However you decide to approach your change I am so glad to see that you are doing it to your bike.

Personally I have adjusted the stem height on some of my bars as little as 10mm and had almost dramatic changes in my ride.

So go for it... Bravo
No matter where your at... There you are... Δf:=f(1/2)-f(-1/2)
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Old 05-13-21, 02:40 PM
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The RedShift Kitchen Sink bar provides 20mm of rise and Surly's Truck Stop bar has 30mm of rise.

Super easy to add a suspension stem AND raise your bar height at the same time:

ShockStop Suspension Stem – Redshift Sports

Redshift ShockStop stem +30 degrees
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Old 05-13-21, 03:13 PM
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I think that in terms of ride safety it is more dangerous than it seems to be.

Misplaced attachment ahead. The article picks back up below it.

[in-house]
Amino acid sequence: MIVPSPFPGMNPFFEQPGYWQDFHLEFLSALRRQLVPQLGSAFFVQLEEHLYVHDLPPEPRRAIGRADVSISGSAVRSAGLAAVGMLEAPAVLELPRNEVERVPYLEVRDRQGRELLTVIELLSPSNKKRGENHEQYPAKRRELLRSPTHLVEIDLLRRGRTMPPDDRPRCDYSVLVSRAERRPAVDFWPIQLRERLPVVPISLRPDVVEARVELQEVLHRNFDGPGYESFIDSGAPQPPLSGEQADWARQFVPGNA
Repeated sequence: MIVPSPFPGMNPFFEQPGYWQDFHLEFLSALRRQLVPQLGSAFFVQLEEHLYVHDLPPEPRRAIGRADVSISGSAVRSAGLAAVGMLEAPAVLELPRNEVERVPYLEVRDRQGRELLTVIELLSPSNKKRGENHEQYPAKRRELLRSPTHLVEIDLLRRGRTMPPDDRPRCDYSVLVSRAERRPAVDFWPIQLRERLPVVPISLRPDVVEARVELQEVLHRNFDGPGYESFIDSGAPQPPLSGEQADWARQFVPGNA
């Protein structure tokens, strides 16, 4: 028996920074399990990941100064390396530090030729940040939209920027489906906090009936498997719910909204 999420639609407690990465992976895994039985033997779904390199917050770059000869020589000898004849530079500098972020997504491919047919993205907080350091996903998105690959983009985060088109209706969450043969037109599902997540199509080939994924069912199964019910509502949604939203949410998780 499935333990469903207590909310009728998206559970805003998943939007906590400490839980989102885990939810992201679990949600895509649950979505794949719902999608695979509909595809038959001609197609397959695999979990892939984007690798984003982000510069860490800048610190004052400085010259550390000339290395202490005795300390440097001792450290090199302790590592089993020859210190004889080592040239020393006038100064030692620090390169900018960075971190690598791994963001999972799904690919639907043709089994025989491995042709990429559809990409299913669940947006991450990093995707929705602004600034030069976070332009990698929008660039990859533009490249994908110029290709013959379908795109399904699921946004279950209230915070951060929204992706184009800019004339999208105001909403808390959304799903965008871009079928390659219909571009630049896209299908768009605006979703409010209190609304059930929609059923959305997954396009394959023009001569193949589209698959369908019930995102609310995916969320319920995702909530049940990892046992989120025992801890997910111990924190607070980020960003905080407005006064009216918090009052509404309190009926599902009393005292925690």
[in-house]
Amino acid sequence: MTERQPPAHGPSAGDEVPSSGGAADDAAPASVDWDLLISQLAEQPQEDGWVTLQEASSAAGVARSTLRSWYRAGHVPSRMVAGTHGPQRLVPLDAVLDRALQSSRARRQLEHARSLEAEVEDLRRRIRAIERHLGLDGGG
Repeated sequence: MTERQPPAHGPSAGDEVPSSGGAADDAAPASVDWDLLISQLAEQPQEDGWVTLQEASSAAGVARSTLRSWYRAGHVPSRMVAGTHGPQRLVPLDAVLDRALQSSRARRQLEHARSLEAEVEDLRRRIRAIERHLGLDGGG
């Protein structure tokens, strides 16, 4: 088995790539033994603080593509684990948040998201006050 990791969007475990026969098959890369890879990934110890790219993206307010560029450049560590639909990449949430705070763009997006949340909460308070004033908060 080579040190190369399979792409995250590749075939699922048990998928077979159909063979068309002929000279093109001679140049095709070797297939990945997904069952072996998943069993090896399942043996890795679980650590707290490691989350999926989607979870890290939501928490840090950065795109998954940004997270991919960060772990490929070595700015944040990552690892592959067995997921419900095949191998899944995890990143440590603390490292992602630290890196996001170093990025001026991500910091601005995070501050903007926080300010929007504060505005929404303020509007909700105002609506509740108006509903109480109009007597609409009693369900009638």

For comfort reasons, I increased spacers height from original 1 cm to 3 cm on a carbon bike. After almost 2 years of riding (including hard braking on steep descents), I noticed that the stem edge “sculpted” around 0.1 mm in the fork steerer and the thin aluminum expander plug inside the fork was deformed – sign that the fork steerer used to abnormally curve forward. Furthermore, fork play appeared every 3-6 rides and needed to be adjusted. All above were the result of highly increase in fork steerer forces forward, due to raising the spacers from 1 to 3 cm.

So, take care with that change: 2 cm raise in spacers height leads to unexpectedly high increase of forces over the fork steerer.
Stretching exercises with your body might be a much safer way to solve (or adapt to) your issue.
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Old 05-13-21, 03:43 PM